(Investigator 164, 2015 September)


Jupiter and Venus were so close to each other in the northwest night sky on June 30th that a finger-width of my extended arm covered both.

When two planets seem to merge as viewed from Earth, it is called a "conjunction", and the event on the 30th was almost a conjunction.

Venus and Jupiter are each brighter than Sirius the brightest star and their close encounter on a clear night is eye-catching.

Star of Bethlehem

In previous articles I explained the Star of Bethlehem as a Venus-Jupiter conjunction.

The Bible says "the star" not "the planets" went before the "wise men". This is not an issue since the ancients did not distinguish stars and planets as we do today. To them planets were "wandering stars" moving through the background of fixed stars.

A Venus-Jupiter conjunction occurred on August 12, 3 BC in the eastern sky, agreeing with the wise men's words that they saw the star "in the east". Another conjunction occurred ten months later on June 17, 2 BC, this time in the western sky.

For this interpretation to succeed the 2 BC conjunction needs to be dated 33 years before Christ's crucifixion since the New Testament shows Christ died at age 33.

In his book Eclipse (1999) astronomer Duncan Steel writes: "Because Passover is at full moon, and the Crucifixion was on a Friday, only certain dates are feasible, 7 April in 30AD and 3 April in AD33 being the chief candidates…" (p. 21) Steel opts for AD33. This is 33 years after 2 BC (since there was no year "0").

The conjunction hypothesis for the Star of Bethlehem was proposed in 1991 by William Bidelman in the magazine Planetarian, and by astronomer Fred Schaff in Omni.

In September 3 BC — a month after the August conjunction — Jupiter came into conjunction with Regulus the brightest star in the Leo constellation and symbolic of kingship. Another Jupiter-Regulus conjunction occurred in May 2 BC a month prior to the Jupiter-Venus conjunction in June. All these conjunctions and their dates can be confirmed with computer software.

The "wise men" were astrologers and would have regarded these conjunctions as very significant. Perhaps they also knew the Old Testament prediction about a ruler in Israel who comes out of Bethlehem (Micah 5) and Daniel's prophecy of an "anointed prince" (9:24-27).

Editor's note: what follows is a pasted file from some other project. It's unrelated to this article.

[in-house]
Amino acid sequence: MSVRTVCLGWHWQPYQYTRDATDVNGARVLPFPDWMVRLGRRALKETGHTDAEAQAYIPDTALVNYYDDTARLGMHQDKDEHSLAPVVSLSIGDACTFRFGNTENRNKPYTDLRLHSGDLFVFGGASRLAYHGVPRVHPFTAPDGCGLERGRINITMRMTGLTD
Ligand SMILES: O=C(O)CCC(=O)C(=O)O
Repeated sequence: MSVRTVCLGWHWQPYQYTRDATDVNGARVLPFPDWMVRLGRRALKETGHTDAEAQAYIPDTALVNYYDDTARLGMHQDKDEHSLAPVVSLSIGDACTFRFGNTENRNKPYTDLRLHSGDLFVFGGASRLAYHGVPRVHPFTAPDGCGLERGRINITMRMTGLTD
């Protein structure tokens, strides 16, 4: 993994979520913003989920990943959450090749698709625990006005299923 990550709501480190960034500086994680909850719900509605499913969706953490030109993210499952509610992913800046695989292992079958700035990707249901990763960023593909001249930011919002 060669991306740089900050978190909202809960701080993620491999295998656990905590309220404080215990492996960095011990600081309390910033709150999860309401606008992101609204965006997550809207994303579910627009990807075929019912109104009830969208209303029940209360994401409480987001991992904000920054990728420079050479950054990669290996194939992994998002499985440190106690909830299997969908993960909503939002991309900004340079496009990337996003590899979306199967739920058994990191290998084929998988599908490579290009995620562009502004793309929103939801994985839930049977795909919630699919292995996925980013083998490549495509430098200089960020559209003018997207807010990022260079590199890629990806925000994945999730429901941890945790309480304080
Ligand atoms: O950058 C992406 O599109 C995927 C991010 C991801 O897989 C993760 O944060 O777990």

This still leaves the problem that Herod died in 4 BC and therefore could not have ordered the murder of infants in Bethlehem in 2 BC. Lately, however, more researchers have concluded Herod died nearer 1 BC than 4 BC. William Bidelman (1991) argued this, as did Craig Chester (1993) and Andrew Steinmann (2009).

A guiding star

Details regarding how the "Star" led the astrologers, and how it stopped above "the place" where Jesus was, are given in my articles in Investigator 81/18; 88/18; 119/56; 145/32; 149/4; 154/58; 159/21.

In brief, the astrologers approached Bethlehem from the east after sunset. The Venus–Jupiter conjunction was in front of them in the western sky and moved westwards leading them to Bethlehem.

Venus-Jupiter could appear to stop above a village or even above a specific house if the astrologers parked their camels on the east side of the village wall or the east side of the house. The "star" would then seem stationery for a while above the wall or above the house.

An experience 2002

Another almost-conjunction of Venus and Jupiter prior to the one of June 30th 2015 occurred in May 2002. 

During an evening walk I encountered a woman named Elizabeth who I knew to be a church member and offered to show her the "Star of Bethlehem".

She refused to look upwards into the sky and could not be persuaded to do so.

Many church-goers seem afraid to check things out. They thereby confirm the atheists' jibe that "Faith is belief without evidence." Yet the Bible is crammed with statements that science can confirm or show plausible including the Star of Bethlehem.


Bidelman, W.P. The Bimillenary of Christ’s Birth, Planetarian, September 1991, Volume 20 (3)

Chester, C. The Star of Bethlehem, Imprimis, December 1993, Volume 22 (12)

Schaff, F. Omni, Volume 14, No. 1, October 1991

Steinmann. A. 2009 Novum Testamentum, Volume 51, Number 1 pdf
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